I finally wrote the text of the letter that I intend to send to the bishops of Ohio and (with minor edits) to Archbishop Jose Gomez, president of the USCCB, and Archbishop Christophe Pierre, apostolic nuncio. I kept it short to make sure it would fit on one sheet of paper, and I intend to include a hand-written note with it as a PS alerting them to this website, where more in-depth information and consideration of the facts is shared.
Anyone may copy and paste this text for their own letters, or use it as the basis for one that they write. I italicized and made bold the line that should be edited for Archbishop Gomez and Archbishop Pierre.
Below the text are the names and addresses of the bishops to whom I will send it.
I am a faithful Catholic of St. Peter Parish, Diocese of Steubenville. I am also an entrepreneur, business owner, and co-founder and president of a non-profit that aids low-income children in Steubenville’s inner city.
I am writing in opposition to the proposed extinctive merger of the Diocese of Steubenville into the Diocese of Columbus.
I have seen the reports of what actions Most Rev. Jeffrey Monforton has taken in this regard and the rationale he has given for those actions. I write to you as a bishop in the state of Ohio to entreat you to reconsider your support of this suppression.
Bishop Monforton took this action without consulting anyone in his Diocese. When pressed on this point he admitted to a reporter that he had discussed with certain priests and local leaders the various subjects of concern — the job market, population questions, the number of Catholics in the pews, etc. — but he never raised them in the context of a diocesan merger.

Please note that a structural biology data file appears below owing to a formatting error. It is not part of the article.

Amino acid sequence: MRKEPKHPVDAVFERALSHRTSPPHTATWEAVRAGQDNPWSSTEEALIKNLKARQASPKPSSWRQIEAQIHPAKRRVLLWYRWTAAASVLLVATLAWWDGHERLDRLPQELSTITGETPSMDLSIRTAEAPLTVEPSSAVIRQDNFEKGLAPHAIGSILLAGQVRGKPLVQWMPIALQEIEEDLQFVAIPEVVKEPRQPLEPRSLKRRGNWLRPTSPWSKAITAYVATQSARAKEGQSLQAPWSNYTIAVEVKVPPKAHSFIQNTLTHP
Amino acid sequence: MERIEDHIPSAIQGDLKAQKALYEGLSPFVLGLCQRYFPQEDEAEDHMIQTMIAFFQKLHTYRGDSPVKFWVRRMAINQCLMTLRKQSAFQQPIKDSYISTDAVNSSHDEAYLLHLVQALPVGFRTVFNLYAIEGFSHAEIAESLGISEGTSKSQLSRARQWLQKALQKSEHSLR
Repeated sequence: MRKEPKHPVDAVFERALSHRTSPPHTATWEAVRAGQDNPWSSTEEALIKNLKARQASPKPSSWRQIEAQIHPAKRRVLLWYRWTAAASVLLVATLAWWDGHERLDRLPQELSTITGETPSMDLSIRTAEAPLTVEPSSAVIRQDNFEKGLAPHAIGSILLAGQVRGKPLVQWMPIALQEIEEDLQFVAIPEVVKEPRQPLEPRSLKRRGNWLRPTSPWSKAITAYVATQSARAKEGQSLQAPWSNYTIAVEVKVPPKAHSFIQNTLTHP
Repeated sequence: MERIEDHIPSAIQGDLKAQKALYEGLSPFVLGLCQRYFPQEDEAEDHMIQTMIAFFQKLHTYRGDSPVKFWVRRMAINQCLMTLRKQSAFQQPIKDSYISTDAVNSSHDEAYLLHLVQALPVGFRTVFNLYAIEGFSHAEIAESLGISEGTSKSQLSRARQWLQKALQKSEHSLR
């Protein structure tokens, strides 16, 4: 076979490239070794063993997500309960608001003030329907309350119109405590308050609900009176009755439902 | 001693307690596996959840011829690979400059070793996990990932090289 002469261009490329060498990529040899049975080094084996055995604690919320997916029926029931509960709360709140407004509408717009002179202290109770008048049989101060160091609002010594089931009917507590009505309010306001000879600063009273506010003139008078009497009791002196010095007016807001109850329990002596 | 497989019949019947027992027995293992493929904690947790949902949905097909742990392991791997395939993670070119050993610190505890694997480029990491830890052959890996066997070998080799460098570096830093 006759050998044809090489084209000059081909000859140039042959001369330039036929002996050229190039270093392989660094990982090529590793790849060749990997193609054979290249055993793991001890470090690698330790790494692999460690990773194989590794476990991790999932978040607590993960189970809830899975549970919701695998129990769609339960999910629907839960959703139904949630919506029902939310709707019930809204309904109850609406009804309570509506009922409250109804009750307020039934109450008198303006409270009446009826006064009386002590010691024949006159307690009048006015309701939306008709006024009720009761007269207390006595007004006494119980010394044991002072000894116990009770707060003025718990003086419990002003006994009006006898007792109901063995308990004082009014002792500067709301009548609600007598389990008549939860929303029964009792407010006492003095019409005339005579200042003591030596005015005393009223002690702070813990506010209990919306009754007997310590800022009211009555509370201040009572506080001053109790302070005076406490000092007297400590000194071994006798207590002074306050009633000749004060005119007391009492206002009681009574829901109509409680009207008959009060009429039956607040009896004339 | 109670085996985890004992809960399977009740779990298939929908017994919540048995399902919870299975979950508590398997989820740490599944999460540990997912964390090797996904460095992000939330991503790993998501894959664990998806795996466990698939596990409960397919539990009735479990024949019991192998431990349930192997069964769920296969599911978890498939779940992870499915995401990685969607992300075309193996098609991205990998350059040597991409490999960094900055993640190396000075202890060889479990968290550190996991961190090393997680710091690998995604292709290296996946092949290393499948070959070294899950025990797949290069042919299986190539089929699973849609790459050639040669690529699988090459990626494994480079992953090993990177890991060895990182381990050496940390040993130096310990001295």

That approach fails to meet any reasonable understanding of “consultation,” but the problems with his approach and reasoning do not end there. The fact is, when looking into the numbers he relied upon you’ll see that our situation in Steubenville is not as dire as he makes it seem. In some ways, in fact, we’re in better shape than our neighbors in Youngstown and Columbus — the only things which they have that we do not are a cathedral and a large chancery staff.
But neither of those was a major problem prior to the financial scandal of recent years, and then the pandemic. We have, however, emerged from both. And in spite of both, the Diocese of Steubenville remains solvent. Now we have the opportunity to move forward to bring back those who fell away due to financial scandal or the pandemic. We have opportunities to take advantage of a growing pool of oil and gas jobs in the region. We have the opportunity to reopen the plan for a new and fitting cathedral.
I do not claim that Steubenville has no problems, but the numbers do not support a certainty that a merger into Columbus will solve those problems — in fact, some will likely become worse.
A diocese is more than just a corporate branch. She is our mother church, and her future is bright.
Thank you for your consideration.
Archbishop Dennis M. Schnurr
Archbishop of Cincinnati
100 East Eighth Street
Cincinnati, OH 45202
Bishop Edward C. Malesic
Bishop of Cleveland
1404 East Ninth Street
Cleveland, OH 44114
Bishop Earl K. Fernandes
Bishop of Columbus
197 E. Gay Street
Columbus, OH 43215
Bishop Jeffrey M. Monforton
Bishop of Steubenville
P.O. Box 969 Steubenville, OH 43952
Bishop Daniel E. Thomas
Bishop of Toledo
1933 Spielbusch Avenue
Toledo, OH 43604
Bishop David J. Bonnar
Bishop of Youngstown
144 W. Wood Street
Youngstown, OH 44503
Archbishop Christophe Pierre
3339 Massachusetts Avenue, NW
Washington, DC 20008-3610
Archbishop Jose Gomez
Archbishop of Los Angeles, President of the USCCB
3424 Wilshire Blvd.
Los Angeles, CA 90010-2241